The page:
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    State of The Field: LGBTQ Social Media Safety Reports

    Showcase of 2022–2023 Reports on LGBTQ Social Media Safety

    Since 2021, the GLAAD Social Media Safety Index (SMSI) report has offered a first-of-its-kind, dedicated analysis on LGBTQ safety, privacy, and expression across major social media platforms, including specific guidelines for these companies on how to better serve their LGBTQ users. In addition to the 2023 SMSI, there are now so many powerful reports and studies devoted to these issues — a selection of some of the most significant are showcased below, including important work from Ekō, Media Matters for America, the Anti-Defamation League (ADL), Center for Countering Digital Hate, Wilmer Hale, Human Rights Watch, UltraViolet, Women’s March, Kairos, Armed Conflict Location & Event Data Project, Human Rights Campaign (HRC), ISD Global, and the Global Project Against Hate and Extremism (GPAHE).

    Monetizing Hate: How 100+ Major Brands Are Bankrolling Anti-LGBTQ Extremism on YouTube
    Ekō — November 2023
    This hard-hitting expose from corporate accountability group Ekō details how ads for dozens of major brands, including Nike, J.Crew and L’Oréal, are appearing next to videos inciting violence and hatred against the LGBTQ+ community. The findings underscore significant failings in YouTube’s monetization and moderation systems, as well as reputational and business risks to some of the world’s biggest brands. The authors of the report are calling on advertisers to take a principled stand against funding hate and disinformation through a host of measures including demanding access to detailed information about ad placements, and enforcing business contracts regarding brand safety standards. The report authors are also demanding action from YouTube to bolster moderation and demonetize harmful channels, in addition to urging transparency interventions from US policymakers. YouTube’s Community Guidelines prohibit anti-LGBTQ+ hate speech and harmful content, however the report shows the policy isn’t being properly enforced. Researchers analyzed 13 monetized videos by well-known anti-LGBTQ+ figures seemingly breaching YouTube’s policies on hateful and derogatory content, violent content, and incendiary and demeaning content. The report found that at least 104 brands that have expressed public support for the LGBTQ+ community were found to be funding anti-LGBTQ hate content.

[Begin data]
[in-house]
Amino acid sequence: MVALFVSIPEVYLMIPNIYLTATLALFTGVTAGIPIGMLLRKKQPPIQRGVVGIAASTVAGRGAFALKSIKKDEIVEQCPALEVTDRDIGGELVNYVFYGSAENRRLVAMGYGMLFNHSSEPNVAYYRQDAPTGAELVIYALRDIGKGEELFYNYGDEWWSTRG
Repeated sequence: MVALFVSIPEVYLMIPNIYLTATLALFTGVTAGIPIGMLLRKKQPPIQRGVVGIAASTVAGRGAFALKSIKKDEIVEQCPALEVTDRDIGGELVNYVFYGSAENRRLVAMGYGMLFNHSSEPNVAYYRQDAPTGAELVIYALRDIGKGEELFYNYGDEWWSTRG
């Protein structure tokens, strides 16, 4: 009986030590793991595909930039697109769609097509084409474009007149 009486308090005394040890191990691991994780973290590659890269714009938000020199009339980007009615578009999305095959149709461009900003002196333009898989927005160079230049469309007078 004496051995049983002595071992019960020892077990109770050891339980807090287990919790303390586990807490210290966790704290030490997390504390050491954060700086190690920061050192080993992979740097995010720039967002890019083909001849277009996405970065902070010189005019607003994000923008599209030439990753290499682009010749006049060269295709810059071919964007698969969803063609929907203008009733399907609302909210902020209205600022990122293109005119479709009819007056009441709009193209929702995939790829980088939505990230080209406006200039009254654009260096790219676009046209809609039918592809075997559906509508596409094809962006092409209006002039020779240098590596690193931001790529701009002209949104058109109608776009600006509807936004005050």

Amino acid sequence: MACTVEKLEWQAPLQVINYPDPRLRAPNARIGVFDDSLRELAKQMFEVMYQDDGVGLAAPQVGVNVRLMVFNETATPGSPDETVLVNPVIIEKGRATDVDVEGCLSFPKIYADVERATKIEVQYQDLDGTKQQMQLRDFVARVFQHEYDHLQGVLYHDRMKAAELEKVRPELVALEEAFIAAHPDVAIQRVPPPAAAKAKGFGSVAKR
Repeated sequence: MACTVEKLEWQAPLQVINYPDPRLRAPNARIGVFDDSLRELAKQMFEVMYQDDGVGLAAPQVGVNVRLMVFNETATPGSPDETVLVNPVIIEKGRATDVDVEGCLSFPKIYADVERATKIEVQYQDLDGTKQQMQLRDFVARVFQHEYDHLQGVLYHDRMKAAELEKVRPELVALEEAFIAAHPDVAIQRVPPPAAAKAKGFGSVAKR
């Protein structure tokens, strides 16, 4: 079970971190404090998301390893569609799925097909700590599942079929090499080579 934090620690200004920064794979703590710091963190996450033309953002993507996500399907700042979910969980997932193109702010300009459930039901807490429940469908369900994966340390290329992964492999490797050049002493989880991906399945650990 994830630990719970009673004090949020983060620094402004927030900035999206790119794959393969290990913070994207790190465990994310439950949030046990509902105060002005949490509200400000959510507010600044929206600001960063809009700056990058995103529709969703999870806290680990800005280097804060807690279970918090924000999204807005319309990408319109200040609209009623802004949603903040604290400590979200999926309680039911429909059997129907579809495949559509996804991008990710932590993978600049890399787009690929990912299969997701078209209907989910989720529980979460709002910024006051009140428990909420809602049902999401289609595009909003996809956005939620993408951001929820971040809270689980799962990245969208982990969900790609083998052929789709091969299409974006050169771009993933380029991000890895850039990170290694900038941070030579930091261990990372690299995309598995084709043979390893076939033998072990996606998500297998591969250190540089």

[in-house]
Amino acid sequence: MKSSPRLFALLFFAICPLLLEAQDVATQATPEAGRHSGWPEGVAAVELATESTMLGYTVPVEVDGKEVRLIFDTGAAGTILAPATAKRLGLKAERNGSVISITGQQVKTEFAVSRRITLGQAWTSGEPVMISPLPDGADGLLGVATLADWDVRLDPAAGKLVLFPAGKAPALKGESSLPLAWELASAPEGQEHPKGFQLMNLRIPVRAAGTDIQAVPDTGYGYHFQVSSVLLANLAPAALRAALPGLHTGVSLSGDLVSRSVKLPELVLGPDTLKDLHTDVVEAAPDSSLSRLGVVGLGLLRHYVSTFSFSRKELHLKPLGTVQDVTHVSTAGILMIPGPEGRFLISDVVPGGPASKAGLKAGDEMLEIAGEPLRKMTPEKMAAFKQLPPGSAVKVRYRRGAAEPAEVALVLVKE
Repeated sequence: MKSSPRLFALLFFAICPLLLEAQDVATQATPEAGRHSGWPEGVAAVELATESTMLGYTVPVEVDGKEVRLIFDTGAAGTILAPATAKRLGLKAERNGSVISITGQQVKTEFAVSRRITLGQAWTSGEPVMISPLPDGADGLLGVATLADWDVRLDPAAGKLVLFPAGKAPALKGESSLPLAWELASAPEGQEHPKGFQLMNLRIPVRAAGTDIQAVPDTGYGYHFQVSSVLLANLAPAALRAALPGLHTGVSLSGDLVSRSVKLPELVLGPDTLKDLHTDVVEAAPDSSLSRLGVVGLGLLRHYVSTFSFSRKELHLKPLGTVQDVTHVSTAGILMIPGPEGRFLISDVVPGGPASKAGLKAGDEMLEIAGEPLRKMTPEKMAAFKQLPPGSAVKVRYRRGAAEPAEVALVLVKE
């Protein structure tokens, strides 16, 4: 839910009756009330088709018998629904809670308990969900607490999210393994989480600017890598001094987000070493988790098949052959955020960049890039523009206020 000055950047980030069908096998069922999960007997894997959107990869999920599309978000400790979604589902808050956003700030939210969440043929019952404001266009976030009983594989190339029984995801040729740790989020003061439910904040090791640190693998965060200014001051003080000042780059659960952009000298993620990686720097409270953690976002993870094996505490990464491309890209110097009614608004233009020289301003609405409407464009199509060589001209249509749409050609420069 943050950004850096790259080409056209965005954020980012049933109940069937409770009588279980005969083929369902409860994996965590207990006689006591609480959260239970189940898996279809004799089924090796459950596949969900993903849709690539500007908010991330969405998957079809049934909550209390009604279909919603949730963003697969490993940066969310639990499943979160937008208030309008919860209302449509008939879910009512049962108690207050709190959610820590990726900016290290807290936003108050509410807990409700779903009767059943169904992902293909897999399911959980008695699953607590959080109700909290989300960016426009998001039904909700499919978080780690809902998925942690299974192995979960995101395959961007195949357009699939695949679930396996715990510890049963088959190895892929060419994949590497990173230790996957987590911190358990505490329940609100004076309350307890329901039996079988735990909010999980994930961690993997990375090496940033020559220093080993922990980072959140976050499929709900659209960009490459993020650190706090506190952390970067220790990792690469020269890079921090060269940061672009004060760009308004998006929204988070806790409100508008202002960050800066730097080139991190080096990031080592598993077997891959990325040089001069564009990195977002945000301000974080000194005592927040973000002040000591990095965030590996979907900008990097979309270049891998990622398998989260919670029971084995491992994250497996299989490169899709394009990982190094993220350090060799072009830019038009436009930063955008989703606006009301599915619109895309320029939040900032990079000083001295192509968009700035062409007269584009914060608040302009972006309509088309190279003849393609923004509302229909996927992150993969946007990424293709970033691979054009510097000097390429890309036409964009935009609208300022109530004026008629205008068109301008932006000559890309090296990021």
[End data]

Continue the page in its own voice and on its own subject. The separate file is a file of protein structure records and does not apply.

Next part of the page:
TIMELINE: The impact of Libs of TikTok told through the educators, health care providers, librarians, LGBTQ people, and institutions that have been harassed and violently threatened
    Media Matters for America — November 2023
    This expansive report from Media Matters for America documented how harassment and threats of violence against at least 35 institutions, events, or individuals have followed incitement from the Libs of TikTok social media account. A USA Today feature confirmed the research. According to that article: “USA TODAY verified bomb, death and other threats in more than two dozen cases.” The dedicated year-round work of Media Matters bears special mention for being so extensive and prolific. Their dozens of dispatches and reports from their LGBTQ program can be found here

    2023 ADL Online Hate and Harassment Report
    The Anti-Defamation League (ADL) — June 2023
    The 2023 ADL Online Hate and Harassment Report found that LGBTQ people, especially transgender respondents, continue to be the most harassed among marginalized demographic groups online (“76% of transgender respondents have been harassed in their lifetimes, with 51% of transgender respondents being harassed in the past 12 months. After transgender respondents, LGBQ+ [lesbian, gay, bisexual and queer] people experienced the most harassment at 47% in the past 12 months). Additional powerful 2022-2023 short-form reports from the ADL (in partnership with GLAAD) focused on countering anti-LGBTQ+ extremism and hate, including these: At CPAC 2023, Anti-Transgender Hate Took Center Stage; Online Amplifiers of Anti-LGBTQ+ Extremism; and Antisemitism & Anti-LGBTQ+ Hate Converge in Extremist and Conspiratorial Beliefs. This December 2022 ADL Center for Tech and Society feature is an extremely important exploration of networked/stochastic harassment, an increasingly dangerous phenomenon. An additional pair of reports from GLAAD and the ADL in the summer of 2023 documented 500 incidents of anti-LGBTQ hate and extremism nationwide.